Given the difficulties with the thermodynamic data, the best that can be done is focus on those alloyswhere the critical driving force ∆Gγε

MS< 0 (i.e., a reduction in free energy). Given the availability

of data from binary Fe–Mn alloys with large differences in the manganese concentrations, thedependence of ∆Gγε

MSon Mn has been derived as illustrated in Fig. 4a. Calculations carried out to

estimate MS assuming that all other solutes influence only ∆Gγε are shown in Fig. 4b. Note thatwe do not understand the functional dependence illustrated in Fig. 4a, and that the accuracy ofthe predictions illustrated in Fig. 4b is not impressive even when the analysis is limited to thosecases where the transformation is accompanied by a reduction in free energy.

4 Experiments

The purpose of the work presented here was to check the level of experimental error expected inmeasuring the start temperature for ε, given that the volume change of transformation might insome cases be rather small [85, 86]. A set of six alloys showing a variation in manganese and siliconconcentrations, was prepared as 300 g melts, which were cast and vacuum sealed. They were thenhomogenised for 2 days at 1473 K, after which their chemical compositions were measured as listedin Table 2. Cylindrical dilatometer samples 5mm diameter and 10mm long were machined andstudied using a BAHR DIL805 dilatometer. The samples were heated at 2K s−1 in a vacuum to873K for 1min, and then quenched at 10K s−1 using argon gas to room temperature.

The results of dilatometric experiments are presented in Fig. 5. A method exists which enablessuch data to be interpreted objectively, so that any user analysing the same data should obtain anidentical transformation–start temperature [87]. The technique defines the first onset of transfor-mation to be that at which a critical strain is achieved relative to the thermal contraction of theparent phase. In the present work the critical strain has been taken as 1/100 of the total trans-formation strain determined at ambient temperature for the 16Mn 0Si alloy, equal to −4.6× 10−5.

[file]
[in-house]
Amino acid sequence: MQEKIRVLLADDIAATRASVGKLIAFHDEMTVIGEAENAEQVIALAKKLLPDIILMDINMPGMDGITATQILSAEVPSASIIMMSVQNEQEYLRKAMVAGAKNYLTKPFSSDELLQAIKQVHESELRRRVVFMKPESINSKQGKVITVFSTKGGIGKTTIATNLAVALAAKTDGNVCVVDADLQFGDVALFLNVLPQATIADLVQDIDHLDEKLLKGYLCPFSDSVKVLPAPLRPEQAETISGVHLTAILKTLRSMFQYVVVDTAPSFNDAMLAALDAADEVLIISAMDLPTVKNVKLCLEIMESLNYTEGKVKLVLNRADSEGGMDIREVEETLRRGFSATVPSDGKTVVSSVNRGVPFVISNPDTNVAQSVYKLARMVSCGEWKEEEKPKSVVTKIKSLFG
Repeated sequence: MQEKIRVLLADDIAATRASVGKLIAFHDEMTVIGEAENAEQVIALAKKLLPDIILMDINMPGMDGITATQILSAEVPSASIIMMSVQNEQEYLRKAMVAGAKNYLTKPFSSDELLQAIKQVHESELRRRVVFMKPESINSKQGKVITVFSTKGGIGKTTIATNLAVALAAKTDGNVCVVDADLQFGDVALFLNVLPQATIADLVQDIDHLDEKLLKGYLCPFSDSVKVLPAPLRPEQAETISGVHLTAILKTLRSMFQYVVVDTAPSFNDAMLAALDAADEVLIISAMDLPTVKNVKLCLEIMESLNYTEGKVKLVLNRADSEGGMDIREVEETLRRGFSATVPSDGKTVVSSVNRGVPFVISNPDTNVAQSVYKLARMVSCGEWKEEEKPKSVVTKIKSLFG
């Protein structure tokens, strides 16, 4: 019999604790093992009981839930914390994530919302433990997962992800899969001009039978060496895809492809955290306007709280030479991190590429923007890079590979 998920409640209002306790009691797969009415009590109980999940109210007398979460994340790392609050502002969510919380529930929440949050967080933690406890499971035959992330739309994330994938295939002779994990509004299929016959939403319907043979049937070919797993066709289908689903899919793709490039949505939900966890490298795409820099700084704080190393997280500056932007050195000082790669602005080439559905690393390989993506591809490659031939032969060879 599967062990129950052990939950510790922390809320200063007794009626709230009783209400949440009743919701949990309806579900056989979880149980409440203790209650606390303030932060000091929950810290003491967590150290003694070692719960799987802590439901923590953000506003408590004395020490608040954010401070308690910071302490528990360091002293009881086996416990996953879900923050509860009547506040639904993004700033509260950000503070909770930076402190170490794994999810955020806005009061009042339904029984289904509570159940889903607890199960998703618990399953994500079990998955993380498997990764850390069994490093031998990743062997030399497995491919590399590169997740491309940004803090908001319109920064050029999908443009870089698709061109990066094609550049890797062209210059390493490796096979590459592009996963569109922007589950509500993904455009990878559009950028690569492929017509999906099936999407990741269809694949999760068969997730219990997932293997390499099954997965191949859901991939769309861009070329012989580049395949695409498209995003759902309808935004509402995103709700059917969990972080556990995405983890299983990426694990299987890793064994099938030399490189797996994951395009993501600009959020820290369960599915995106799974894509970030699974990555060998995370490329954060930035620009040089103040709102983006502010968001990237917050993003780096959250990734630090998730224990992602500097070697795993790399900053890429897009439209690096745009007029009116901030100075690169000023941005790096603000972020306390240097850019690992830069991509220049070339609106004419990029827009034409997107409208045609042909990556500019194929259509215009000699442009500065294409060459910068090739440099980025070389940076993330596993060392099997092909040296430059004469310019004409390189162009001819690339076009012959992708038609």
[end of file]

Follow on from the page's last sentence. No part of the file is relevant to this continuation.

4

Note that although this small offset should be greater than the noise in the data, it is an arbitrarybut reproducible value which is used for all the alloys. It is akin to the arbitrary, small strain usedin defining the proof strength in a gradually yielding tensile test. Optical metallography was usedto confirm the existence of ǫ–martensite and two representative examples are presented in Fig. 6.

Using this method, it is clear from Table 2 that with one exception where the volume change ontransformation is rather small, the uncertainties in the determination of martensite–start temper-atures are small and cannot explain the major discrepancies found in the ∆Gγε values calculatedusing existing thermodynamic databases.

5 Neural Network

The most general method of regression analysis is the neural network, because it is able to capturenon–linear and non–periodic functions of immense complexity without bias on the form of thefunction. Comprehensive details of this method have been described elsewhere [88–91] and henceare not reproduced here except when the information is necessary to reproduce the work.